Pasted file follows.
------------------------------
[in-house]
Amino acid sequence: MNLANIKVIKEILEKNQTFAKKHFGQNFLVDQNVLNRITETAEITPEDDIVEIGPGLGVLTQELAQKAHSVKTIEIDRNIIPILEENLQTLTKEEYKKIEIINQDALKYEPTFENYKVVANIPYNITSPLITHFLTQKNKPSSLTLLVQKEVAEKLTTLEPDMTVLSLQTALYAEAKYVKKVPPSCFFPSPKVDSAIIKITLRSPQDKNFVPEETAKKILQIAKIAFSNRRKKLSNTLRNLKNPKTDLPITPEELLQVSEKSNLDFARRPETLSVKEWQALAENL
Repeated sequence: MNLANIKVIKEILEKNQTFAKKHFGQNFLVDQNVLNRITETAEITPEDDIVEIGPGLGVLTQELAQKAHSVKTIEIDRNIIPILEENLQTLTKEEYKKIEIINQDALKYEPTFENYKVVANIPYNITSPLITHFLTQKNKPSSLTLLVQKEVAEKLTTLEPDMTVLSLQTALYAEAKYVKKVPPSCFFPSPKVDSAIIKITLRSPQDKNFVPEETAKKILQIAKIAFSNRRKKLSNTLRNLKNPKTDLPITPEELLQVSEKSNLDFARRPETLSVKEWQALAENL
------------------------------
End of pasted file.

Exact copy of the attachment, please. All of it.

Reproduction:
[in-house]
Amino acid sequence: MNLANIKVIKEILEKNQTFAKKHFGQNFLVDQNVLNRITETAEITPEDDIVEIGPGLGVLTQELAQKAHSVKTIEIDRNIIPILEENLQTLTKEEYKKIEIINQDALKYEPTFENYKVVANIPYNITSPLITHFLTQKNKPSSLTLLVQKEVAEKLTTLEPDMTVLSLQTALYAEAKYVKKVPPSCFFPSPKVDSAIIKITLRSPQDKNFVPEETAKKILQIAKIAFSNRRKKLSNTLRNLKNPKTDLPITPEELLQVSEKSNLDFARRPETLSVKEWQALAENL
Repeated sequence: MNLANIKVIKEILEKNQTFAKKHFGQNFLVDQNVLNRITETAEITPEDDIVEIGPGLGVLTQELAQKAHSVKTIEIDRNIIPILEENLQTLTKEEYKKIEIINQDALKYEPTFENYKVVANIPYNITSPLITHFLTQKNKPSSLTLLVQKEVAEKLTTLEPDMTVLSLQTALYAEAKYVKKVPPSCFFPSPKVDSAIIKITLRSPQDKNFVPEETAKKILQIAKIAFSNRRKKLSNTLRNLKNPKTDLPITPEELLQVSEKSNLDFARRPETLSVKEWQALAENL